Special Issue "Inflammation, Oxidative Stress and Protein Aggregation; Any Links?"

A special issue of Cells (ISSN 2073-4409).

Deadline for manuscript submissions: closed (15 October 2019).

Special Issue Editors

Prof. Dr. Eva Žerovnik
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Guest Editor
Department of Biochemistry and Molecular and Structural Biology, Jožef Stefan Institute, 1000 Ljubljana, Slovenia
Interests: protein folding; protein aggregation; amyloid; Alzheimer’s disease; protein oligomers toxicity; autophagy; cystatins; stefin B
Special Issues and Collections in MDPI journals
Prof. Dr. Salvador Ventura
E-Mail Website
Guest Editor
Institute of Biotechnology and Biomedicine & Department of Biochemistry and Molecular Biology, Autonomous University of Barcelona, 08193 Bellaterra, Spain
Interests: protein folding; protein aggregation; protein design; high-throughput screening; bioinformatics; amyloids; Parkinson; nanomaterials; phase separation; prions; drug discovery
Special Issues and Collections in MDPI journals
Dr. Nataša Kopitar Jerala
E-Mail Website
Guest Editor
Department of Biochemistry and Molecular and Structural Biology, Jožef Stefan Institute, 1000 Ljubljana, Slovenia
Interests: innate immune response; inflammasome; mitochondria; oxidative stress; proteinases and inhibitors
Special Issues and Collections in MDPI journals

Special Issue Information

Dear Colleagues,

Inflammation is a complex immune response that enables survival during infection and maintains tissue homeostasis. In response to pathogens, damaged cells, or irritants a cascade of signals leads to the recruitment of immune cells. The sustained robust inflammation may lead to serious disorders due to the overproduction of pro-inflammatory cytokines and tissue damage. The proinflammatory cytokines IL-1β and IL-18 play a crucial role in tissue homeostasis. Their secretion is determined by the inflammasome, a multicomponent complex that processes IL-1β and IL-18 into mature cytokines. Reactive oxygen species (ROS) are implicated in inflammasome activation.

Proteostasis (proportion between the synthesis, translation, folding and degradation of proteins) should be in balance in a healthy cell, including neurons. However, due to different stressors among them, heat (fever, infection), acidification (lack or excess of nutrients) and oxidative stress, the mis-folding and aggregation of otherwise normal sequences of proteins occurs. Different chaperones, i.e., heat shock proteins, are turned on to deaggregate and restore the folding of proteins, however, the degradation and clearance from the cell by autophagy happen as a last resource. ROS can also increase upon protein aggregation, due to metals binding to the aggregates, membrane perturbation or permeabilization by soluble aggregates.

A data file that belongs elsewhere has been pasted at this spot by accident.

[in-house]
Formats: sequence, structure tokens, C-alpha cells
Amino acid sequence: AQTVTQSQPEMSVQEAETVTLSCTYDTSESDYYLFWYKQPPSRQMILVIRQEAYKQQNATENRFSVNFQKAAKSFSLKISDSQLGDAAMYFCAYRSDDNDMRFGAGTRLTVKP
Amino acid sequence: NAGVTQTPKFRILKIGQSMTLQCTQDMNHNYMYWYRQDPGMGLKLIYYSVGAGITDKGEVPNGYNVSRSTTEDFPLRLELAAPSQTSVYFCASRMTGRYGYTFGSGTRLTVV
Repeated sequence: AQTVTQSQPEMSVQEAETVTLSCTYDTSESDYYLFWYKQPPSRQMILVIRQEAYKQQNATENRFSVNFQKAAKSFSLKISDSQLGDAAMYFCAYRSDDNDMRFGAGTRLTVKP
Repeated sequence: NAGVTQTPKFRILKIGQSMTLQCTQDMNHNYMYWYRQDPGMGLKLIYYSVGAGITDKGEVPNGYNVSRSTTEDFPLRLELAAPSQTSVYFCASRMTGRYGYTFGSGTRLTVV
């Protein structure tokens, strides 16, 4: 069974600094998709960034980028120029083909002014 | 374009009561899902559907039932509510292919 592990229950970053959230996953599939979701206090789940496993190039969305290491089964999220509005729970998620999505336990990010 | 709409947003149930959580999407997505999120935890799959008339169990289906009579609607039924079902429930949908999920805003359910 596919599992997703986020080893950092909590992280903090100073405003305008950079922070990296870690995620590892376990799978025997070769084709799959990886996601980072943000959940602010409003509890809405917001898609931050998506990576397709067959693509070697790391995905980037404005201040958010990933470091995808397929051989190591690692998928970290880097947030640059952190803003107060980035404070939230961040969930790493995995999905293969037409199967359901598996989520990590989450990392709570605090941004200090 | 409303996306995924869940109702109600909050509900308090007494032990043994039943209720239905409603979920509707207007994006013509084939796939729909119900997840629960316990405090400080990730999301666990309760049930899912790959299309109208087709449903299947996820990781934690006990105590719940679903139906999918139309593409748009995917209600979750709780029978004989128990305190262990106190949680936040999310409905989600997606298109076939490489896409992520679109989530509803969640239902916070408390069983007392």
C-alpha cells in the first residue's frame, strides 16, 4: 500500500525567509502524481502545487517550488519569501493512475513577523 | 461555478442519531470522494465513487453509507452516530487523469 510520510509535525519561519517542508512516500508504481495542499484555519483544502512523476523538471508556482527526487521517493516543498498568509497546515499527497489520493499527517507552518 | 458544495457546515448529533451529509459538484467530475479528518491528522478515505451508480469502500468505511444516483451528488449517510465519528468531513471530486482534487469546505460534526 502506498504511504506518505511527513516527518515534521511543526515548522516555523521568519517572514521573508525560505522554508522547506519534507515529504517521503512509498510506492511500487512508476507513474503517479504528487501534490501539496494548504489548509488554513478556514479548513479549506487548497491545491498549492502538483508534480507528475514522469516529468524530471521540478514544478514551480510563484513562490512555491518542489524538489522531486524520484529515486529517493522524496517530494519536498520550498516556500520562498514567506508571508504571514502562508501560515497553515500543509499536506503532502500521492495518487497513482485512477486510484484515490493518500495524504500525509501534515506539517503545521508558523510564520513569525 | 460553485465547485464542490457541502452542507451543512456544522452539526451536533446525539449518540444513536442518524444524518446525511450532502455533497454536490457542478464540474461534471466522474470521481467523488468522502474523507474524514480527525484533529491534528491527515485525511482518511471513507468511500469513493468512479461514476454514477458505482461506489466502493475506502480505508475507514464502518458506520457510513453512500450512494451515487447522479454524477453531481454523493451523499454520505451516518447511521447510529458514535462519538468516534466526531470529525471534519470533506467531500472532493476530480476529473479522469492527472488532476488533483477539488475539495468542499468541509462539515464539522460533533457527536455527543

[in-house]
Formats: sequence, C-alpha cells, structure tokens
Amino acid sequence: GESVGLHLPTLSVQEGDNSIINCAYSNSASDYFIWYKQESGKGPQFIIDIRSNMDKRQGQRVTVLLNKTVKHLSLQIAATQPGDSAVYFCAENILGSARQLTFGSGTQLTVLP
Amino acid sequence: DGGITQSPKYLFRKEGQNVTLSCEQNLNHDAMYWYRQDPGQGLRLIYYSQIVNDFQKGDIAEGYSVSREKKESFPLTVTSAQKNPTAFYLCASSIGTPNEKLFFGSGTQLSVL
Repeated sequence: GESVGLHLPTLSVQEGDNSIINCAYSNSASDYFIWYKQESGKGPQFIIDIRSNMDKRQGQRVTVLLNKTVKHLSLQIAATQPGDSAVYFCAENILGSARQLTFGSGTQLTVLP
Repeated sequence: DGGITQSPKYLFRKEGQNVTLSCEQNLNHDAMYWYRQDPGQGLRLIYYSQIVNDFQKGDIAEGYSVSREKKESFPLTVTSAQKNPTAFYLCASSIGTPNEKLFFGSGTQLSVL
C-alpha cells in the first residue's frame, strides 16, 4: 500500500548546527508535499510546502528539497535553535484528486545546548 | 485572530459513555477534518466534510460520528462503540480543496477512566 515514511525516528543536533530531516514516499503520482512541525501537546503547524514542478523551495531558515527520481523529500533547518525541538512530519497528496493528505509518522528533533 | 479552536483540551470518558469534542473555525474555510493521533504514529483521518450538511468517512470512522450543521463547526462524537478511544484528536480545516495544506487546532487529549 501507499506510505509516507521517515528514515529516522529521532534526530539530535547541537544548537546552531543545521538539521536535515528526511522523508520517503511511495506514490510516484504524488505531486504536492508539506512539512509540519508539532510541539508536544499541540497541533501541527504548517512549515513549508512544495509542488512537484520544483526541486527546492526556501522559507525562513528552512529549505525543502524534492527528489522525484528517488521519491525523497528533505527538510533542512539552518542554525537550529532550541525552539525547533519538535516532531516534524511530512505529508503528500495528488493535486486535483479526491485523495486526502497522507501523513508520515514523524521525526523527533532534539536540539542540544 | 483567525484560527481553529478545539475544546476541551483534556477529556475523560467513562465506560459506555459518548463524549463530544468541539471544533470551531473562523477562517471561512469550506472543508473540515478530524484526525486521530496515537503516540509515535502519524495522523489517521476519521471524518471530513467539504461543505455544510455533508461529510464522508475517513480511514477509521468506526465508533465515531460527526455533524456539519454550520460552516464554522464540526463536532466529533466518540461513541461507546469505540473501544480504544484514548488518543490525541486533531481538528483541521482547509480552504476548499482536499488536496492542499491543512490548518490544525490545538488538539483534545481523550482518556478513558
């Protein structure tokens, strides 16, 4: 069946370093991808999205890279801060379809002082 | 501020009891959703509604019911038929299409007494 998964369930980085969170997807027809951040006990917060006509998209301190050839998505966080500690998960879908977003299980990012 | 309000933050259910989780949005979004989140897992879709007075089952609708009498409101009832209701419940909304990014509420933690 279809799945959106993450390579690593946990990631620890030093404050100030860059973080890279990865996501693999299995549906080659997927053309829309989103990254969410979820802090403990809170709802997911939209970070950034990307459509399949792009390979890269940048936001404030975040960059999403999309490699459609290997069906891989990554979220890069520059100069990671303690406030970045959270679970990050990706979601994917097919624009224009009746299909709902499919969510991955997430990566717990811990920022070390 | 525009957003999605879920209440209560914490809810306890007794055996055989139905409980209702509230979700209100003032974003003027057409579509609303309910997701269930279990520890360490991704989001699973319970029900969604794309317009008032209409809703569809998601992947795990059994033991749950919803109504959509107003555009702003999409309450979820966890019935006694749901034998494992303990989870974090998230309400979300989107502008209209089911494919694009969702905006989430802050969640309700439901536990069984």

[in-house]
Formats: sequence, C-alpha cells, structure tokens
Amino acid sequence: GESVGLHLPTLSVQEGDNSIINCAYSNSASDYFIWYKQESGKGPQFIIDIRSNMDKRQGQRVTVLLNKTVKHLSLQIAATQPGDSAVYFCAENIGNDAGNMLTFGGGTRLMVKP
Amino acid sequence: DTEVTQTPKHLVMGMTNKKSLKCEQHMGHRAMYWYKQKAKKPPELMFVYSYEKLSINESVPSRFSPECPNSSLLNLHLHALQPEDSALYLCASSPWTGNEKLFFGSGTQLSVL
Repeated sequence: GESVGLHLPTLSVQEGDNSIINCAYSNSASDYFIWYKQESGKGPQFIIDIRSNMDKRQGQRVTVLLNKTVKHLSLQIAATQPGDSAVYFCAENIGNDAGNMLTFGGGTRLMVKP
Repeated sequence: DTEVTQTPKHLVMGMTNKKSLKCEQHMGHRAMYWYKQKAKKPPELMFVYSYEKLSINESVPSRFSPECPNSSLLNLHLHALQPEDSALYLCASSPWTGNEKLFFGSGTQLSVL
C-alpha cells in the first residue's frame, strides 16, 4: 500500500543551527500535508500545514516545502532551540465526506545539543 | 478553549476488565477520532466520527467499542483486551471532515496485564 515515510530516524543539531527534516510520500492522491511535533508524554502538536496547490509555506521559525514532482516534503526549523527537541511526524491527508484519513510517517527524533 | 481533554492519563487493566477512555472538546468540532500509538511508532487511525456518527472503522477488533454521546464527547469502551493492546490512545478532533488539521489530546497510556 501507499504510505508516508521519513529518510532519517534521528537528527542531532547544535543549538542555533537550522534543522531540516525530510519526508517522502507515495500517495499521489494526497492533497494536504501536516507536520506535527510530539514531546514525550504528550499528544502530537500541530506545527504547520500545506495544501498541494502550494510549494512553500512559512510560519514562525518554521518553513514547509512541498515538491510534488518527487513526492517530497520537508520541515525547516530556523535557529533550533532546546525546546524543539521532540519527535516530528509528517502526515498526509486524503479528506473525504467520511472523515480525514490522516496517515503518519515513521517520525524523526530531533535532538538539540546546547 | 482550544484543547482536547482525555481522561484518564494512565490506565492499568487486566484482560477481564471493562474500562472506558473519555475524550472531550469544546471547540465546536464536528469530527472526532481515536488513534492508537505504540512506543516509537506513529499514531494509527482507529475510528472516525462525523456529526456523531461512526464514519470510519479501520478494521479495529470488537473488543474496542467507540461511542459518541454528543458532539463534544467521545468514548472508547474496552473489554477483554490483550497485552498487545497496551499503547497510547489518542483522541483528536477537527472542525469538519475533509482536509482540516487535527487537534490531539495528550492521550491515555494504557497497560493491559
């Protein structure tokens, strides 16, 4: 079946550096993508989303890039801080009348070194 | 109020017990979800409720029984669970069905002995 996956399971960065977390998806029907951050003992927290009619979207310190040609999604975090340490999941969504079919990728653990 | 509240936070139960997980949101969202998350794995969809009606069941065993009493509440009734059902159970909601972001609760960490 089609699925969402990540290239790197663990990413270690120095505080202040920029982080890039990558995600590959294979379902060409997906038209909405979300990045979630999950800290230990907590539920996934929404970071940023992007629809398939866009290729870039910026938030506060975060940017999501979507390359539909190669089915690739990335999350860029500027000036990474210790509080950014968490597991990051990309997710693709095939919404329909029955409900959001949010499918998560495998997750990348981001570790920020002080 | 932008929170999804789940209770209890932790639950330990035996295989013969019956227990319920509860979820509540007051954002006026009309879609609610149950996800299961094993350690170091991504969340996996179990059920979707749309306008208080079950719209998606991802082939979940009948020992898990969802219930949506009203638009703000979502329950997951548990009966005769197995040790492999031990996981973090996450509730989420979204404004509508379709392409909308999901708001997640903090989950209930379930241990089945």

In this Special Issue we propose: 1) to discuss how oxidative stress influences the inflammatory immune response; 2) studies of the regulatory pathways, which are turned on in the cytosol to restore proteostasis; and 3) studies which shed light on the connections between different stressors and the amount of protein aggregates, and the localization of the smallest, still soluble aggregates (oligomers), which are supposed to be the most toxic.

Overall, by means of the proposed Special Issue, we expect to come closer to understanding the links between inflammatory response, oxidative stress and protein aggregation. Such knowledge may lead to common therapeutic targets to fight decreased proteostasis in aging or in neurodegenerative diseases.

Prof. Dr. Eva Žerovnik
Prof. Dr. Salvador Ventura
Dr. Nataša Kopitar Jerala
Guest Editors

Manuscript Submission Information

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Keywords

  • inflammation
  • cytokines IL-1β and IL-18
  • reactive oxygen species (ROS)
  • protein mis-folding
  • protein aggregation
  • amyloid
  • amyloid-beta peptide
  • neurodegeneration
  • signalling pathways
  • autophagy
  • mitochondrial damage

Published Papers (5 papers)

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Editorial

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Editorial
Special Issue: “Inflammation, Oxidative Stress and Protein Aggregation; Any Links?”